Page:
John Parker loved to go for long rides on his mountain bike, so friends didn't give it a second thought when he set off for the rugged hills of Griffith Park on Sunday.
But when he didn't return that night to the North Hollywood duplex he shares with Karin Mansson and her roommate, Shawna Hogan, the women knew something was wrong. Mansson called police Monday morning to report him missing.
"He'd just go on these real long bike rides for fun," but never overnight, Hogan said Friday as Parker, 39, remained in critical but stable condition at County-USC Medical Center.
Rescuers found him in steep, brushy terrain just before 10 a.m. Thursday, far from the nearest trail, after a jogger heard his cries and used her cell phone to call for help, a Los Angeles Fire Department representative said.
Parker was disoriented, dehydrated and suffering from a head wound, abrasions, contusions, puncture wounds and a possible broken left leg. He told rescuers he had been riding down a trail when he crashed his bike and fell down a steep slope, ripping through the thick, thorny brush.
He said he tried to crawl downhill in hopes of reaching a trail. He was about 500 yards from the nearest fire road when he was found, according to Jaime Moore, an assistant to the fire battalion chief who oversaw the rescue.
"It was a pretty unusual situation," Moore said. "We get quite a few rescues in Griffith Park because it's so big and because of the terrain. People get stranded all the time, but usually not so far away from a trail."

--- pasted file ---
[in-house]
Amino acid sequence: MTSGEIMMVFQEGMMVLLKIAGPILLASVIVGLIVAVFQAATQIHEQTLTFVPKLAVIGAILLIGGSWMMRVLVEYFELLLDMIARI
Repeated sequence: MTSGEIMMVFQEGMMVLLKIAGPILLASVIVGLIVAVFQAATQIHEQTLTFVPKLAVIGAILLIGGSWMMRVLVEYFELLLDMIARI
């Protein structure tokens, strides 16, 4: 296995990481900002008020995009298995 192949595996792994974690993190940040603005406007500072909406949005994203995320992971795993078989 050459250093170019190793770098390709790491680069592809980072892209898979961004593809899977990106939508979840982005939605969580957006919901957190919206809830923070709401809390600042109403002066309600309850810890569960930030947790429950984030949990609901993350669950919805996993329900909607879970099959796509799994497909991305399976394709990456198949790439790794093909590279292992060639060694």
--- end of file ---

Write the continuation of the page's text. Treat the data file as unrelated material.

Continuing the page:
Parker's location made getting him out to a trail or fire road improbable, Moore said, so rescuers opted for a "technical" rescue.
At least two dozen Fire Department personnel from four stations, along with two Los Angeles park rangers, set about trying to reach the injured man from above and below. Some got as close as they could in a ranger's sport utility vehicle, then crawled up the slope, while a helicopter lowered a paramedic to the man.
Rescuers placed Parker in a basket and hoisted him into the helicopter, where paramedics flew with him to the hospital.
Hospital spokeswoman Adelaida De La Cerda said Friday that Parker was showing improvement. But until his condition improves to fair, only his family may see him, she said.
Moore said he did not expect that police or park rangers would investigate further, because there was "no indication he was doing anything wrong."
Parker's friend Hogan said he had moved here from New Jersey last year and was staying at the duplex while he looked for work.
Authorities did not identify the jogger who first heard Parker's cries for help and who stayed around long enough to direct rescuers to the spot where he lay. But Moore for one has no doubt about her role.
"The jogger saved that man's life," Moore said.
Times staff writer Denise Bonilla contributed to this report.